Reported patterns of vaping to support long-term abstinence from smoking: a cross-sectional survey of a convenience sample of vapers.Harm Reduct J. 2020 10 06; 17(1):70.HR
E-cigarettes are the most popular aid to smoking cessation attempts in England and the USA. This research examined associations between e-cigarette device characteristics and patterns of use, tobacco-smoking relapse, and smoking abstinence.
A convenience sample of 371 participants with experience of vaping, and tobacco-smoking abstinence and/or relapse completed an online cross-sectional survey about e-cigarettes. Factors associated with smoking relapse were examined using multiple linear and logistic regression models.
Most participants were self-reported long-term abstinent smokers (86.3%) intending to continue vaping. Most initiated e-cigarette use with a vape pen (45.8%) or cig-a-like (38.7%) before moving onto a tank device (89%). Due to missing data, managed through pairwise deletion, only around 70 participants were included in some of the main analyses. Those using a tank or vape pen appeared less likely to relapse than those using a cig-a-like (tank vs. cig-a-like OR = 0.06, 95% CI 0.01-0.64, p = 0.019). There was an inverse association between starting self-reported e-cigarette liquid nicotine concentration and relapse, interacting with device type (OR = 0.79, 95% CI 0.63-0.99, p = 0.047), suggesting that risk of relapse may have been greater if starting with a low e-cigarette liquid nicotine concentration and/or cig-a-like device. Participants reported moving from tobacco-flavored cig-a-likes to fruit/sweet/food flavors with tank devices.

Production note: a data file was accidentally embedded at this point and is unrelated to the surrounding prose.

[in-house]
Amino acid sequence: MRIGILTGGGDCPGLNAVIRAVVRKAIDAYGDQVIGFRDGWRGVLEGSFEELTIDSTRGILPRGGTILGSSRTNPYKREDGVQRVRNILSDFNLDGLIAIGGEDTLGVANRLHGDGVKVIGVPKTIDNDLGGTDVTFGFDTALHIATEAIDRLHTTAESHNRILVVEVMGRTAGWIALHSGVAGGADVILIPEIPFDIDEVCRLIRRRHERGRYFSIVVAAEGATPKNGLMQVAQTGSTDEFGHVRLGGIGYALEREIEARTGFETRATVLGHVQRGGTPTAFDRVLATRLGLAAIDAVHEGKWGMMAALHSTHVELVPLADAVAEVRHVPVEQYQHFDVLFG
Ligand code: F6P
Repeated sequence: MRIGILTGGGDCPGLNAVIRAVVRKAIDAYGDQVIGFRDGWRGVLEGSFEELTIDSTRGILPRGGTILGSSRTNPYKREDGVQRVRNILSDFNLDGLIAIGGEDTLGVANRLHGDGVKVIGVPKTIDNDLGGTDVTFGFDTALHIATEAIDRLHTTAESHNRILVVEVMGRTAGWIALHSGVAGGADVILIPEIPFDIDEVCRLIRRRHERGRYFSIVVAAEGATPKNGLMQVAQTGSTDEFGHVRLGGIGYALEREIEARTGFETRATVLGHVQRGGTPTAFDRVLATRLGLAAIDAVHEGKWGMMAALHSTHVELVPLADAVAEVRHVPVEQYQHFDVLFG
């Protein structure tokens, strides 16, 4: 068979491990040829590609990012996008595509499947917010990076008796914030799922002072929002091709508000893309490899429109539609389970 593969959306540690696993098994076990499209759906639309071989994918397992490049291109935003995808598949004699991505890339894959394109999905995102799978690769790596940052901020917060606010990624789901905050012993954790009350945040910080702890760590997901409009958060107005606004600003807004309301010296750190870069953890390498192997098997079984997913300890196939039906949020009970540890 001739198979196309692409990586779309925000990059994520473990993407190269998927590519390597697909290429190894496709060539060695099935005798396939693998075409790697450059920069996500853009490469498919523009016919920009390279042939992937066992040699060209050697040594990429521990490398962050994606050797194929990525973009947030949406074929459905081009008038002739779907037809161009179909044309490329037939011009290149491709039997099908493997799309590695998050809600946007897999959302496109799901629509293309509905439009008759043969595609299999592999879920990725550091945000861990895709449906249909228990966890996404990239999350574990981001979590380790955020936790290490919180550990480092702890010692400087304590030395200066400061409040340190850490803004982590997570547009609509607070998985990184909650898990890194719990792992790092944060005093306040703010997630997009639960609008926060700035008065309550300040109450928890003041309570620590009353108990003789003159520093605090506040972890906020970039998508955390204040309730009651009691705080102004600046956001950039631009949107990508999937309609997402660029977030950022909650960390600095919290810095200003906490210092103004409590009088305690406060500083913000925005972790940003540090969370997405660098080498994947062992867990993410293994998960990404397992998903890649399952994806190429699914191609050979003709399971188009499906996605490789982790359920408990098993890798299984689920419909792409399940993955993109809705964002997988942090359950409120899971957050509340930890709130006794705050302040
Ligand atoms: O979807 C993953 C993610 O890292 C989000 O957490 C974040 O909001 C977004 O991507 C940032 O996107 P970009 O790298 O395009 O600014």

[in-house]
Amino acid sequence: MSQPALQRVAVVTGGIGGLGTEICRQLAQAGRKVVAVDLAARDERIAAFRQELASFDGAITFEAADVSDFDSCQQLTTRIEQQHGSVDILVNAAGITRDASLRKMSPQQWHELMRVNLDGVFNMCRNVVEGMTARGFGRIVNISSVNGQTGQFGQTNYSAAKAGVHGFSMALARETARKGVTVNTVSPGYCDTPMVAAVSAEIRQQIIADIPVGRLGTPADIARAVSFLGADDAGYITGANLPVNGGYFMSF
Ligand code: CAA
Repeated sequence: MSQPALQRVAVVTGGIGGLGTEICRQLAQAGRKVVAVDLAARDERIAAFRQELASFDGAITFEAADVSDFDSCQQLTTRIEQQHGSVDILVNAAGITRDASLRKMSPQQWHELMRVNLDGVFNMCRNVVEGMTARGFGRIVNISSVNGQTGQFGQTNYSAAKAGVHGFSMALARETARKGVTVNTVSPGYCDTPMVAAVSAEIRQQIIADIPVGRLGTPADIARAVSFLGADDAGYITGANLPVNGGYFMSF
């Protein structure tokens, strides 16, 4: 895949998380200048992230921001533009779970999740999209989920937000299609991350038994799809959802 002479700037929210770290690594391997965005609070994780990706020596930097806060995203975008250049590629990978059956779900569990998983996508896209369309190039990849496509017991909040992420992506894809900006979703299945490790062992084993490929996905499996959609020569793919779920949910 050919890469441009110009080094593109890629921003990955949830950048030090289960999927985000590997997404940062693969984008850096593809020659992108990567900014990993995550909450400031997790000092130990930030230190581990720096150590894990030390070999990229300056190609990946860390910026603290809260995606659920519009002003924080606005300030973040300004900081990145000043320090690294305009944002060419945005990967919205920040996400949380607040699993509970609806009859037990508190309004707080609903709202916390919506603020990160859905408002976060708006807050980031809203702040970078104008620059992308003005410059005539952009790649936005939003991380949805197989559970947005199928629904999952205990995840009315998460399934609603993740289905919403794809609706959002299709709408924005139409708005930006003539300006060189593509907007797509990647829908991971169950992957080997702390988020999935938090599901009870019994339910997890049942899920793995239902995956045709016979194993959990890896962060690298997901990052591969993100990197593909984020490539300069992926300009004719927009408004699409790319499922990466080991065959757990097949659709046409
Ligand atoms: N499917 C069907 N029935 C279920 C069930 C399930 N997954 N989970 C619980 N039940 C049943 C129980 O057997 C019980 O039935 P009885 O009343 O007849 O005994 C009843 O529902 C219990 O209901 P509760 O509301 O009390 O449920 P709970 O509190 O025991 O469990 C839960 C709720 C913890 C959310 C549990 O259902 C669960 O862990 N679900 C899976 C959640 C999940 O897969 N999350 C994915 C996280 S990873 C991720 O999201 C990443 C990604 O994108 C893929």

Knowledge of how people have successfully maintained tobacco-smoking abstinence using vaping could help other tobacco smokers wishing to quit tobacco smoking through vaping.